My anorexia was getting out of hand. I was in a dark spiral and I didn't know how to get out. I needed to eat but I feared calories. That's when I learned how to throw up. Combining anorexia and bulimia is extremely dangerous. I wouldn't eat anything and when I did I would throw up because the anxiety I experienced was too much when I allowed food in my stomach. It was like an extreme feeling of needing to get the food out or I was going to have a mental break down. I hated it. It was shameful, it made me sad, and really dug me into an even darker place. You will never know how low your life can get until you have your head over the toilet with the water on so no one can hear what you are doing. It's lonely. You only have your disorder in that moment. Just the two of you. One of the darkest relationships you could ever have. When I went to college I brought along my disordered eating with me....at times it was more present than others physically but it was present 24/7 in my mind. If it had anything to do with food I could never just be normal..... this time in my life is when I met my next diet..... Vegetarianism/ veganism.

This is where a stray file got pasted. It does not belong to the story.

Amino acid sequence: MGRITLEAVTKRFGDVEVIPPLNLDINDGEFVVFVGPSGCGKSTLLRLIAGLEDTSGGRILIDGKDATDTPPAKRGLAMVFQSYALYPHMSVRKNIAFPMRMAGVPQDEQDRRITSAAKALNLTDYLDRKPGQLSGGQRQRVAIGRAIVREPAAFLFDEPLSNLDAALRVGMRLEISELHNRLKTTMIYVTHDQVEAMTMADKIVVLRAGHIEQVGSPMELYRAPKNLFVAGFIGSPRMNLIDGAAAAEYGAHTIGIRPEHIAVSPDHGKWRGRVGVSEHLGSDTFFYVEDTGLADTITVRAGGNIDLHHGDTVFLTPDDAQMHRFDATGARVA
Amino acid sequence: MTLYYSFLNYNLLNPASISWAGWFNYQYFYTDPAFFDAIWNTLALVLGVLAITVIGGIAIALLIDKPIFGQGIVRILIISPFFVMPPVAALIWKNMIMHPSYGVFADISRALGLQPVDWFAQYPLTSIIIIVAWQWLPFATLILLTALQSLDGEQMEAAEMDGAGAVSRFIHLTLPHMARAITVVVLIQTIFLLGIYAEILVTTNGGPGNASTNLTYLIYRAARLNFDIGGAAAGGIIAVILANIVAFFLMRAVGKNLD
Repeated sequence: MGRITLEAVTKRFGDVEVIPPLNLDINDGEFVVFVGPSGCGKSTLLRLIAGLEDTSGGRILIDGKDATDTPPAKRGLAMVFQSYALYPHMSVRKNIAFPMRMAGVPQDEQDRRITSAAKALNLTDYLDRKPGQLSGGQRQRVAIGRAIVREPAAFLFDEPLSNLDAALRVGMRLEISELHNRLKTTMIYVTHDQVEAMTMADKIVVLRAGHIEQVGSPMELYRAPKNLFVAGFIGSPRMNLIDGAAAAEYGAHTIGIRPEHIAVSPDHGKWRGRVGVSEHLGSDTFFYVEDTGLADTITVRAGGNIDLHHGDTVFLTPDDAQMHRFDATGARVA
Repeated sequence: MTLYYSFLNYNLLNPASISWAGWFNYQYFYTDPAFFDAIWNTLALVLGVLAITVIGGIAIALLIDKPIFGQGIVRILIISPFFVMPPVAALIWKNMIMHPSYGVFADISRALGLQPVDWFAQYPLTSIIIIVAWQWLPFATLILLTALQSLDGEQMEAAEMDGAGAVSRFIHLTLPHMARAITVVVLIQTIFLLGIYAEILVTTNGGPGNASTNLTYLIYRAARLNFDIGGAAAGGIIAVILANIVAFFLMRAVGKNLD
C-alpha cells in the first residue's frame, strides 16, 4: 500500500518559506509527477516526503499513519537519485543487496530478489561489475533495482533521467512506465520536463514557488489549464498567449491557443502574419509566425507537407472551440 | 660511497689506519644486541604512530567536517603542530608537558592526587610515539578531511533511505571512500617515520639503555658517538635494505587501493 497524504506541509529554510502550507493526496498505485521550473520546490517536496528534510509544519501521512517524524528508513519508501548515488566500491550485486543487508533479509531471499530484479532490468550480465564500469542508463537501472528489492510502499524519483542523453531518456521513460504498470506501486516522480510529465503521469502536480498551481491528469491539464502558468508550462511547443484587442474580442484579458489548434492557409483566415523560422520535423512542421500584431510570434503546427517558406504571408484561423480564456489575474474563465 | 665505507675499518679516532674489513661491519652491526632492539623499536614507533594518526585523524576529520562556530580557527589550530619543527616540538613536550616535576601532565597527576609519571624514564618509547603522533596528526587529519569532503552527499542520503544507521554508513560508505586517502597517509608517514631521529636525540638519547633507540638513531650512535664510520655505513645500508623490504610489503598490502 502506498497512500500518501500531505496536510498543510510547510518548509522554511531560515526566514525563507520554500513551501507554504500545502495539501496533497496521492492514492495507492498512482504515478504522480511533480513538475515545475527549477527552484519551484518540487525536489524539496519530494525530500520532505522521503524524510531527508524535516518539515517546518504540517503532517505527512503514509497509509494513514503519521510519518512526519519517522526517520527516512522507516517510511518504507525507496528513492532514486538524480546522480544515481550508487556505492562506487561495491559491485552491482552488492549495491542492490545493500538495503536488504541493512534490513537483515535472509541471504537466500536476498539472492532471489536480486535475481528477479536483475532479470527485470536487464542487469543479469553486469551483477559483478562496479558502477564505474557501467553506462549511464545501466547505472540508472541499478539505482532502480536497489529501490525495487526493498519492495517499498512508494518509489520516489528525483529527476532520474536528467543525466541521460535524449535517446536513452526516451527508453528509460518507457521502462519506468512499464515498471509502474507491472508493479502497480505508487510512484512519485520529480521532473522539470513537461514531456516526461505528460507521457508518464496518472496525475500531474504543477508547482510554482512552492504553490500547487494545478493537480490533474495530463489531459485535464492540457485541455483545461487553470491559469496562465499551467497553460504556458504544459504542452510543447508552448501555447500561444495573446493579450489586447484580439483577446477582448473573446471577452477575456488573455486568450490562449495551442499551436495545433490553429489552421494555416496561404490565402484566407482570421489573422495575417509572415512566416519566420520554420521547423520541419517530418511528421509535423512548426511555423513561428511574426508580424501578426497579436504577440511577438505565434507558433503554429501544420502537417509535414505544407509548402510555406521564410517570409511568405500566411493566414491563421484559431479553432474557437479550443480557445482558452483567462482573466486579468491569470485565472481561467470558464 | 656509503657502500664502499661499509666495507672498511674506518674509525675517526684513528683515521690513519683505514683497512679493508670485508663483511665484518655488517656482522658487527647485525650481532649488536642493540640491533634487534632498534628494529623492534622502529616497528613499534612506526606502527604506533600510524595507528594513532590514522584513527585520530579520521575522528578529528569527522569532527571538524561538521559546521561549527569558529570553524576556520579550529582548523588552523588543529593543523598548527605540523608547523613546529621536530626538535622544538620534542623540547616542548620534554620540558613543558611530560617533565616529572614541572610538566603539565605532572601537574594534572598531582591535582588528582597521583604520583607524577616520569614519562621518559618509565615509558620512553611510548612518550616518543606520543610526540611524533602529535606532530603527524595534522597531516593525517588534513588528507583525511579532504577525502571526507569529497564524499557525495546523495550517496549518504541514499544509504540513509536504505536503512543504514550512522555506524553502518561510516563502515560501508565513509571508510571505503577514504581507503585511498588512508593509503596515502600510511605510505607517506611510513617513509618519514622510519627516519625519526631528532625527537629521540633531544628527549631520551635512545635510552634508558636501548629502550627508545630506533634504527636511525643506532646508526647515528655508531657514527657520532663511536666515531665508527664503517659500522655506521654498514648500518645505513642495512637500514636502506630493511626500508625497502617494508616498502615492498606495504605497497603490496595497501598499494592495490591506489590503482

Diet #4: Vegetarianism/ veganism